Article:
Re: [Gimp-developer] the indexed mode implementation

Hi, Bill, thanks!!
I take a quick look at the comments, find it probably is what I want. I'll take a close look at this and related code!

Best regards
> Dithering is not really where the problem lies, it's in finding a good
> colormap.  Gimp's algorithm was developed a long time ago, by Adam
> Moss, who put a great deal of effort into it.  The code can be found
> in app/core/gimpimage-convert.c in the Gimp source.  The theory behind
> it is explained in a long comment way down in the source file, which I
> extract and append here:
> /*
>  * These routines are concerned with the time-critical task of mapping input
>  * colors to the nearest color in the selected colormap.
>  *
>  * We re-use the histogram space as an "inverse color map", essentially a
>  * cache for the results of nearest-color searches.  All colors within a
>  * histogram cell will be mapped to the same colormap entry, namely the one
>  * closest to the cell's center.  This may not be quite the closest entry to
>  * the actual input color, but it's almost as good.  A zero in the cache
>  * indicates we haven't found the nearest color for that cell yet; the array
>  * is cleared to zeroes before starting the mapping pass.  When we find the
>  * nearest color for a cell, its colormap index plus one is recorded in the
>  * cache for future use.  The pass2 scanning routines call fill_inverse_cmap
>  * when they need to use an unfilled entry in the cache.
>  *
>  * Our method of efficiently finding nearest colors is based on the "locally
>  * sorted search" idea described by Heckbert and on the incremental distance
>  * calculation described by Spencer W. Thomas in chapter III.1 of Graphics
>  * Gems II (James Arvo, ed.  Academic Press, 1991).  Thomas points out that
>  * the distances from a given colormap entry to each cell of the histogram can
>  * be computed quickly using an incremental method: the differences between
>  * distances to adjacent cells themselves differ by a constant.  This allows a
>  * fairly fast implementation of the "brute force" approach of computing the
>  * distance from every colormap entry to every histogram cell.  Unfortunately,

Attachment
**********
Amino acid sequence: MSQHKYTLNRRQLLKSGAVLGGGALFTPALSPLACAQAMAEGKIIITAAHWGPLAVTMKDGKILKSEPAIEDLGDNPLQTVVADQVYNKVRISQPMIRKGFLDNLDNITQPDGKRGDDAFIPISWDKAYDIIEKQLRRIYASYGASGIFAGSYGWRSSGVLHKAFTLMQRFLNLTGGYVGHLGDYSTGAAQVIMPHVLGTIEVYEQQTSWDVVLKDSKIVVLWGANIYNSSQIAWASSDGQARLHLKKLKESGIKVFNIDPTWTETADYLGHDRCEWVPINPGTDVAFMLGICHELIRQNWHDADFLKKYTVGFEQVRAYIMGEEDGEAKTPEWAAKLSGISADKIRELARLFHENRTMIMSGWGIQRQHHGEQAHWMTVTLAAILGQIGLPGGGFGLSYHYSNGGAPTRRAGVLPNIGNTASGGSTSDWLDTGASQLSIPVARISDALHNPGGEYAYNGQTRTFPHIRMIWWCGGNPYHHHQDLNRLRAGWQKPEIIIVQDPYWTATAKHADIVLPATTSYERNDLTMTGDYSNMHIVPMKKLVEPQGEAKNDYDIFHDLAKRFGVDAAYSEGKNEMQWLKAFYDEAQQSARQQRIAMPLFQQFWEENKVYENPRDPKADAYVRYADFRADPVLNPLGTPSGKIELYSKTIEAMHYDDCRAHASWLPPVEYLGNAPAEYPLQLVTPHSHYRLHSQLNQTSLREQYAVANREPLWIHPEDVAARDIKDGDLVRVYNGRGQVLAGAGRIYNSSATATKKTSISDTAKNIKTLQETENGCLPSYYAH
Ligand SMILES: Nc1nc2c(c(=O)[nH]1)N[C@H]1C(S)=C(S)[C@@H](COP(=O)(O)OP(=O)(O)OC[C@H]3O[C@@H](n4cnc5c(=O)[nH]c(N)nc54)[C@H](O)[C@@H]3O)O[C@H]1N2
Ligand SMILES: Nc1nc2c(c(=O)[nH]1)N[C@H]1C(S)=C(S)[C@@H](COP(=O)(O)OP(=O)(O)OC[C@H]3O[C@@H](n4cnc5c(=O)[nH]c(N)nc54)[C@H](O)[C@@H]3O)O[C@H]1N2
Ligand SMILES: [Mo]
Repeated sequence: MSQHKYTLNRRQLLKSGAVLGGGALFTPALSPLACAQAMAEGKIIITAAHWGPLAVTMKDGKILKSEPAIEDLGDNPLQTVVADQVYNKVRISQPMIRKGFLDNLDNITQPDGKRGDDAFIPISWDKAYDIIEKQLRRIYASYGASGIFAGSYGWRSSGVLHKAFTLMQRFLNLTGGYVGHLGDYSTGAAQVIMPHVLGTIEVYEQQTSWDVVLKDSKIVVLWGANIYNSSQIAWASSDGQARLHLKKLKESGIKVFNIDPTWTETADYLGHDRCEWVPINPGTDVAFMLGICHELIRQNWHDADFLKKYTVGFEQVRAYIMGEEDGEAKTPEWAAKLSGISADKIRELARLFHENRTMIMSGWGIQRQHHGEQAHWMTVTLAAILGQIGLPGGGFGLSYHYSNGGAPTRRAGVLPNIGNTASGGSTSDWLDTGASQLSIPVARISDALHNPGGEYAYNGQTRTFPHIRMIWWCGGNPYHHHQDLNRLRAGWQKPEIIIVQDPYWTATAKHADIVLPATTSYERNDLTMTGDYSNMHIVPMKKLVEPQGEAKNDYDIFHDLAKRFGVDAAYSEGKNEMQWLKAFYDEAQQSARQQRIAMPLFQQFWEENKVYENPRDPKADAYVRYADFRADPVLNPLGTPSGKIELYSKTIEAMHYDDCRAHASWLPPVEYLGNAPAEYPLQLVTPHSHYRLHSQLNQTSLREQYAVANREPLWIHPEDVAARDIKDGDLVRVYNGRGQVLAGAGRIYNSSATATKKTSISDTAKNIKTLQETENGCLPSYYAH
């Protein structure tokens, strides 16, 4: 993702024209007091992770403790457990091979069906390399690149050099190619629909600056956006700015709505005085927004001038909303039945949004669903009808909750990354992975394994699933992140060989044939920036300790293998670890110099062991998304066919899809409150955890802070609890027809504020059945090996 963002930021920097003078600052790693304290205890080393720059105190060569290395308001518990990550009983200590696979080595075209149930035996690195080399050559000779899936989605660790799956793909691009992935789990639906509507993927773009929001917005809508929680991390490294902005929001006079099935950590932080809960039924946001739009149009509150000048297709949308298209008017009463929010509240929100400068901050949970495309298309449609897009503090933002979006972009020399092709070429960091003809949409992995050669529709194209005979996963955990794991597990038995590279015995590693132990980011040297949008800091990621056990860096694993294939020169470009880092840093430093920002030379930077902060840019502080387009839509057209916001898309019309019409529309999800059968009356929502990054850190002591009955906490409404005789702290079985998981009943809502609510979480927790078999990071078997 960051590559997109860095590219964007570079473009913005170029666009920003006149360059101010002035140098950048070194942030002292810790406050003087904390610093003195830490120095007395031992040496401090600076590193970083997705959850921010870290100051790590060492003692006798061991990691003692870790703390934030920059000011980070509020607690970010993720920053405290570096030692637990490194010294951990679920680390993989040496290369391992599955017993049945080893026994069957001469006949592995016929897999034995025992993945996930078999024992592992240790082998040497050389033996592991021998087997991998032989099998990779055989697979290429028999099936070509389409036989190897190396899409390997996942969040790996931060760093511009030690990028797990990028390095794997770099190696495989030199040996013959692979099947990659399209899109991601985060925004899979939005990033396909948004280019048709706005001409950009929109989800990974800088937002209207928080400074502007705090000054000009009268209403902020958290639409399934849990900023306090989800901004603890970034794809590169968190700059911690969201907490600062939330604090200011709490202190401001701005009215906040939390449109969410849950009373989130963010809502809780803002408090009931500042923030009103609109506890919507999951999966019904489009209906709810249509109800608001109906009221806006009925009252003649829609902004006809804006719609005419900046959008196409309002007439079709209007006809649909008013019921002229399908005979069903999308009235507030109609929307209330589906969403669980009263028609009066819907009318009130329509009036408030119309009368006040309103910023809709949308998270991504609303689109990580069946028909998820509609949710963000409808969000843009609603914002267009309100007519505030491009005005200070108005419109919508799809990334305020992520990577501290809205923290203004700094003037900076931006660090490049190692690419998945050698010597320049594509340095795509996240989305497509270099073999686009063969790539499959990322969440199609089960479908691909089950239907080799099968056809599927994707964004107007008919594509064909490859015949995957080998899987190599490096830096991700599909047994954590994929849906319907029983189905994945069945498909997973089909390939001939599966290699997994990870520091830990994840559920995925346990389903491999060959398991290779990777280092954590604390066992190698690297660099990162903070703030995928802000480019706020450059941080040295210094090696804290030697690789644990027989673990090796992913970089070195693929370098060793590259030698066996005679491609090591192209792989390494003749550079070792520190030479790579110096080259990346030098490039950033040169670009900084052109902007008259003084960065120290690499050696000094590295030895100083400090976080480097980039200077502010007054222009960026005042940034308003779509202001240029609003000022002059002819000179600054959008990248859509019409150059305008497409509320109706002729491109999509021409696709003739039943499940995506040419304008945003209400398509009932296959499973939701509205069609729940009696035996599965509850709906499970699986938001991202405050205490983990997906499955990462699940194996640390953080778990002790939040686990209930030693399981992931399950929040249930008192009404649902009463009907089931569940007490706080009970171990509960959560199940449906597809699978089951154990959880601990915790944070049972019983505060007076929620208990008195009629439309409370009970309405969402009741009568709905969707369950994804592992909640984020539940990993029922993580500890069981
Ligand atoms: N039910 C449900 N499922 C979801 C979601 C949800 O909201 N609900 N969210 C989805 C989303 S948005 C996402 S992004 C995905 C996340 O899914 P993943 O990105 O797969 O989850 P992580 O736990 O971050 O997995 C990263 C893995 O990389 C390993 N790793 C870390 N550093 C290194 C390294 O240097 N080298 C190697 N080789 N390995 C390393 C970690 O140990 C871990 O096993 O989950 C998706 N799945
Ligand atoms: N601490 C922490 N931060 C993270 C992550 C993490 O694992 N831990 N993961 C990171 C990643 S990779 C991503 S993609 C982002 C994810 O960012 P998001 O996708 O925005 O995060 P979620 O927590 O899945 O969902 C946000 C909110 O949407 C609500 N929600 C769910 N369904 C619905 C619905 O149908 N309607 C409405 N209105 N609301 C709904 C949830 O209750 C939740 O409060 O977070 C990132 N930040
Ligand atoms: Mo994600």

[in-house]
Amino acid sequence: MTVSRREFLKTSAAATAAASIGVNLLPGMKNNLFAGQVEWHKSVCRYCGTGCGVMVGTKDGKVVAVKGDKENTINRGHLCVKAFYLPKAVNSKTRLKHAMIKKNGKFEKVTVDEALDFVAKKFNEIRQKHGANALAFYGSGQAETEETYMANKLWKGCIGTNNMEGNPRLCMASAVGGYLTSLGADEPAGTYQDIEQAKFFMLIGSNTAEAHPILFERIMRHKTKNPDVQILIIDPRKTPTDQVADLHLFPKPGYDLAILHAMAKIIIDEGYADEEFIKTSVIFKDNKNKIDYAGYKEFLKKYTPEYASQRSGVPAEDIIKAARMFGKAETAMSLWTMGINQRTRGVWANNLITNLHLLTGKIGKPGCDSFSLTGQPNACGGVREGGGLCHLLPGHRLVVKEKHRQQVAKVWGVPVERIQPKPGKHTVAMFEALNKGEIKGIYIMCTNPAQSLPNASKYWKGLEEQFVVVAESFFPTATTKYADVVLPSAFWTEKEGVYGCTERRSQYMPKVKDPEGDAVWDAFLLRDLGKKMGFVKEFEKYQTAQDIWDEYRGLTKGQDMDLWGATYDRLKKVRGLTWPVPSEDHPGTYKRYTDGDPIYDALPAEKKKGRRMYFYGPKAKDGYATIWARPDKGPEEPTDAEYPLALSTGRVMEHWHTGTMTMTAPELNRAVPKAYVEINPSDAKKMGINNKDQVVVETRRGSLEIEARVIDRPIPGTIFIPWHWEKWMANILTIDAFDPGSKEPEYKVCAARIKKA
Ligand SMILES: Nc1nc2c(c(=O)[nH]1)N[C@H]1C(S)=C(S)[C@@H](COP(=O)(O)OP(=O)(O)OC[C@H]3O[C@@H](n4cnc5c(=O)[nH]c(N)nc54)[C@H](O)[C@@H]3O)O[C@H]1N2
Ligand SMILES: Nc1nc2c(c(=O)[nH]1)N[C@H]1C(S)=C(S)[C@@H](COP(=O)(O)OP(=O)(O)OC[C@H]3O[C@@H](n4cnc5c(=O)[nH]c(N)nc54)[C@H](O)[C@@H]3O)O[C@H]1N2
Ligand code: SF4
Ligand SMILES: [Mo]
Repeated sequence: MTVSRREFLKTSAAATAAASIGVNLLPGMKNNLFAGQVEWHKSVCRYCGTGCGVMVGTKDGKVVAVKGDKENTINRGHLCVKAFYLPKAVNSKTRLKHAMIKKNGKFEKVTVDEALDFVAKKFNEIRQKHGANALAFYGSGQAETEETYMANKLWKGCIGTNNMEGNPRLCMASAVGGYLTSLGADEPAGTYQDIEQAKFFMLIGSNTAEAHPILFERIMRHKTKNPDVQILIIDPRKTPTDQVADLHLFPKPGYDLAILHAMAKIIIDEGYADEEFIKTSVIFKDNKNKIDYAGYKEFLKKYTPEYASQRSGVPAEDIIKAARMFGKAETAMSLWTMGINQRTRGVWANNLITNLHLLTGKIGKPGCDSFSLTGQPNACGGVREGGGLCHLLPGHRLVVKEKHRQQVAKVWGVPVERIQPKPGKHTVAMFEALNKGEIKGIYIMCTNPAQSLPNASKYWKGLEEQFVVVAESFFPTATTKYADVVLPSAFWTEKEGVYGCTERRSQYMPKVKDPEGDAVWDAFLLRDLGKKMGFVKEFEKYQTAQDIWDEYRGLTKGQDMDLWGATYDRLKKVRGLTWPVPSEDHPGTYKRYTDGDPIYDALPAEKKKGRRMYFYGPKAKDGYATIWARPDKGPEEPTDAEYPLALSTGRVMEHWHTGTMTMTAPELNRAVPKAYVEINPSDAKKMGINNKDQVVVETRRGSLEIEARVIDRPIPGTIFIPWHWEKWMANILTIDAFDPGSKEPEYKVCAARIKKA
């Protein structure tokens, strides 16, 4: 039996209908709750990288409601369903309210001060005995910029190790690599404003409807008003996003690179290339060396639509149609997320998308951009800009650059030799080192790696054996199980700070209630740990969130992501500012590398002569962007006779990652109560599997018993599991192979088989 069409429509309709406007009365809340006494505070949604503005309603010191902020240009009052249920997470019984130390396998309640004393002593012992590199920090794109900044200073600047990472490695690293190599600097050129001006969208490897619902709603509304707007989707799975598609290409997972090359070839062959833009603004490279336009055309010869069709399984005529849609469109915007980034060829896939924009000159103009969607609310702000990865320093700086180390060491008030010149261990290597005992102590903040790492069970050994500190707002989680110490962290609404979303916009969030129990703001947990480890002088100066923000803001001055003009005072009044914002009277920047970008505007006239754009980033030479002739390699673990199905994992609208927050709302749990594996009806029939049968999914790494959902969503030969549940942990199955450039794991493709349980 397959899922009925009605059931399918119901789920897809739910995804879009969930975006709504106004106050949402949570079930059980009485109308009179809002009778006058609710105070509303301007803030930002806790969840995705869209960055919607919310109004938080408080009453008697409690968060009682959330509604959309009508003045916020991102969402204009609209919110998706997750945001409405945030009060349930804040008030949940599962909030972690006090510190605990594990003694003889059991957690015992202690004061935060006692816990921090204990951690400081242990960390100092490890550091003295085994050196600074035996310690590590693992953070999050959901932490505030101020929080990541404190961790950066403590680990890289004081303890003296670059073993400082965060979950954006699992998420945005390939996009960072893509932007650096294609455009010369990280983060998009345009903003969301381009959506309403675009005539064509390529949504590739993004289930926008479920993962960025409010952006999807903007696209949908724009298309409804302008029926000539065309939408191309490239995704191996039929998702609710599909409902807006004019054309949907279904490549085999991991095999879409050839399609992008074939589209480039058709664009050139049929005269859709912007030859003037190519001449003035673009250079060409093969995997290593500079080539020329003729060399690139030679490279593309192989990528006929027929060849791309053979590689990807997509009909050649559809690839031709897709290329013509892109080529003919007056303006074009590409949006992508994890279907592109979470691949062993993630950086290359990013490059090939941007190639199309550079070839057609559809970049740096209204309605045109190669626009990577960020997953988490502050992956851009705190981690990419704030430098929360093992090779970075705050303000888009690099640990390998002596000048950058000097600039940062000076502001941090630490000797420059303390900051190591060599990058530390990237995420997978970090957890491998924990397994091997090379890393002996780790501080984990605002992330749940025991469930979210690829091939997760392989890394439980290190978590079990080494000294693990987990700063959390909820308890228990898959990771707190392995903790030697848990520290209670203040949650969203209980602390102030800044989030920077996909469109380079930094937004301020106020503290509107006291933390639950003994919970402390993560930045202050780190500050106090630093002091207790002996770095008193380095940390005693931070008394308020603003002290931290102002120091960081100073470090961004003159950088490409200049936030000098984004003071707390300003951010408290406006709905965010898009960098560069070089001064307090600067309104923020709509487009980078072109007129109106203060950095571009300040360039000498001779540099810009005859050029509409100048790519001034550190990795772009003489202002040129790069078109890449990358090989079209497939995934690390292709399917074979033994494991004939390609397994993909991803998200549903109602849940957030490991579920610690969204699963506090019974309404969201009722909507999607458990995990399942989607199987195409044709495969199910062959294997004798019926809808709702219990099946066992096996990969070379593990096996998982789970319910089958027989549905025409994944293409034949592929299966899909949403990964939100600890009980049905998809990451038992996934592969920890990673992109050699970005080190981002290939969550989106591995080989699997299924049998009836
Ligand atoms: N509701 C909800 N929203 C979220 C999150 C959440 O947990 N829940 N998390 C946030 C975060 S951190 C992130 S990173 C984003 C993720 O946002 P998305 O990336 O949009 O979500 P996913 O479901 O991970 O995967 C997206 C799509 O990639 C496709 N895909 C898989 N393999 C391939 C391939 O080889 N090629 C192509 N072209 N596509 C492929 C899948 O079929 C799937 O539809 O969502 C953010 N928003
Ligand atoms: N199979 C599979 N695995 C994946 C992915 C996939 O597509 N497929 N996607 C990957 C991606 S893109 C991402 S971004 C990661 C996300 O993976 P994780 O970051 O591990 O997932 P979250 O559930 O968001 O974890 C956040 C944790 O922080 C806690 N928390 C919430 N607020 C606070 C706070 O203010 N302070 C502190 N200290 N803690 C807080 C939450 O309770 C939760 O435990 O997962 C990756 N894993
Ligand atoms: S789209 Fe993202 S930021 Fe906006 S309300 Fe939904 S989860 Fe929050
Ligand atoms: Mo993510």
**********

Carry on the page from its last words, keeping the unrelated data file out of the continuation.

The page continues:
>  * it needs a work array to hold the best-distance-so-far for each histogram
>  * cell (because the inner loop has to be over cells, not colormap entries).
>  * The work array elements have to be ints, so the work array would need
>  * 256Kb at our recommended precision.  This is not feasible in DOS machines.
>  *
>  * To get around these problems, we apply Thomas' method to compute the
>  * nearest colors for only the cells within a small subbox of the histogram.
>  * The work array need be only as big as the subbox, so the memory usage
>  * problem is solved.  Furthermore, we need not fill subboxes that are never
>  * referenced in pass2; many images use only part of the color gamut, so a
>  * fair amount of work is saved.  An additional advantage of this
>  * approach is that we can apply Heckbert's locality criterion to quickly
>  * eliminate colormap entries that are far away from the subbox; typically
>  * three-fourths of the colormap entries are rejected by Heckbert's criterion,
>  * and we need not compute their distances to individual cells in the subbox.
>  * The speed of this approach is heavily influenced by the subbox size: too
>  * small means too much overhead, too big loses because Heckbert's criterion
>  * can't eliminate as many colormap entries.  Empirically the best subbox
>  * size seems to be about 1/512th of the histogram (1/8th in each direction).
>  *
>  * Thomas' article also describes a refined method which is asymptotically
>  * faster than the brute-force method, but it is also far more complex and
>  * cannot efficiently be applied to small subboxes.  It is therefore not
>  * useful for programs intended to be portable to DOS machines.  On machines
>  * with plenty of memory, filling the whole histogram in one shot with Thomas'
>  * refined method might be faster than the present code --- but then again,
>  * it might not be any faster, and it's certainly more complicated.
>  */
> There probably is nobody in the universe except Adam who fully
> understands that, and Adam has not been an active developer for many
> years.
>  -- Bill
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